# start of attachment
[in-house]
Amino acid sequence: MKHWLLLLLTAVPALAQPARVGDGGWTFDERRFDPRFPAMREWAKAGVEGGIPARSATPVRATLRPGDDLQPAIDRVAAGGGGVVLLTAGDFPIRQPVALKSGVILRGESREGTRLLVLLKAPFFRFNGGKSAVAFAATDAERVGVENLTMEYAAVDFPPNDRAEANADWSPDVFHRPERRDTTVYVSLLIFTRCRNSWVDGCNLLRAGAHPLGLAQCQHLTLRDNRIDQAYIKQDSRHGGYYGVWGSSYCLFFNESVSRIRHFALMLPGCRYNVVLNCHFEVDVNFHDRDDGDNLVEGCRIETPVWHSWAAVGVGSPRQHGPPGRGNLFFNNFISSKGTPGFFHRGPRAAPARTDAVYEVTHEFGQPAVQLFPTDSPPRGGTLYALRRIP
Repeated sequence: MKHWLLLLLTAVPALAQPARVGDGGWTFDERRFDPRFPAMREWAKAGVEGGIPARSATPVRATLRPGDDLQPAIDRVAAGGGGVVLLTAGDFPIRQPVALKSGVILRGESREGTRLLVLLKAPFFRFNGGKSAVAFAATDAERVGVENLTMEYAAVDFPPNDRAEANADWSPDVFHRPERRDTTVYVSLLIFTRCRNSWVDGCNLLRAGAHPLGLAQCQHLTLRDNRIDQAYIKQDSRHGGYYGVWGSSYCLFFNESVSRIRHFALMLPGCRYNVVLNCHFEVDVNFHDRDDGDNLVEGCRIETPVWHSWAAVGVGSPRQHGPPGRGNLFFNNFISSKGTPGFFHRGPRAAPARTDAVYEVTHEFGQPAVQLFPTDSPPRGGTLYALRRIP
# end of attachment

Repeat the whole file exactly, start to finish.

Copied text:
[in-house]
Amino acid sequence: MKHWLLLLLTAVPALAQPARVGDGGWTFDERRFDPRFPAMREWAKAGVEGGIPARSATPVRATLRPGDDLQPAIDRVAAGGGGVVLLTAGDFPIRQPVALKSGVILRGESREGTRLLVLLKAPFFRFNGGKSAVAFAATDAERVGVENLTMEYAAVDFPPNDRAEANADWSPDVFHRPERRDTTVYVSLLIFTRCRNSWVDGCNLLRAGAHPLGLAQCQHLTLRDNRIDQAYIKQDSRHGGYYGVWGSSYCLFFNESVSRIRHFALMLPGCRYNVVLNCHFEVDVNFHDRDDGDNLVEGCRIETPVWHSWAAVGVGSPRQHGPPGRGNLFFNNFISSKGTPGFFHRGPRAAPARTDAVYEVTHEFGQPAVQLFPTDSPPRGGTLYALRRIP
Repeated sequence: MKHWLLLLLTAVPALAQPARVGDGGWTFDERRFDPRFPAMREWAKAGVEGGIPARSATPVRATLRPGDDLQPAIDRVAAGGGGVVLLTAGDFPIRQPVALKSGVILRGESREGTRLLVLLKAPFFRFNGGKSAVAFAATDAERVGVENLTMEYAAVDFPPNDRAEANADWSPDVFHRPERRDTTVYVSLLIFTRCRNSWVDGCNLLRAGAHPLGLAQCQHLTLRDNRIDQAYIKQDSRHGGYYGVWGSSYCLFFNESVSRIRHFALMLPGCRYNVVLNCHFEVDVNFHDRDDGDNLVEGCRIETPVWHSWAAVGVGSPRQHGPPGRGNLFFNNFISSKGTPGFFHRGPRAAPARTDAVYEVTHEFGQPAVQLFPTDSPPRGGTLYALRRIP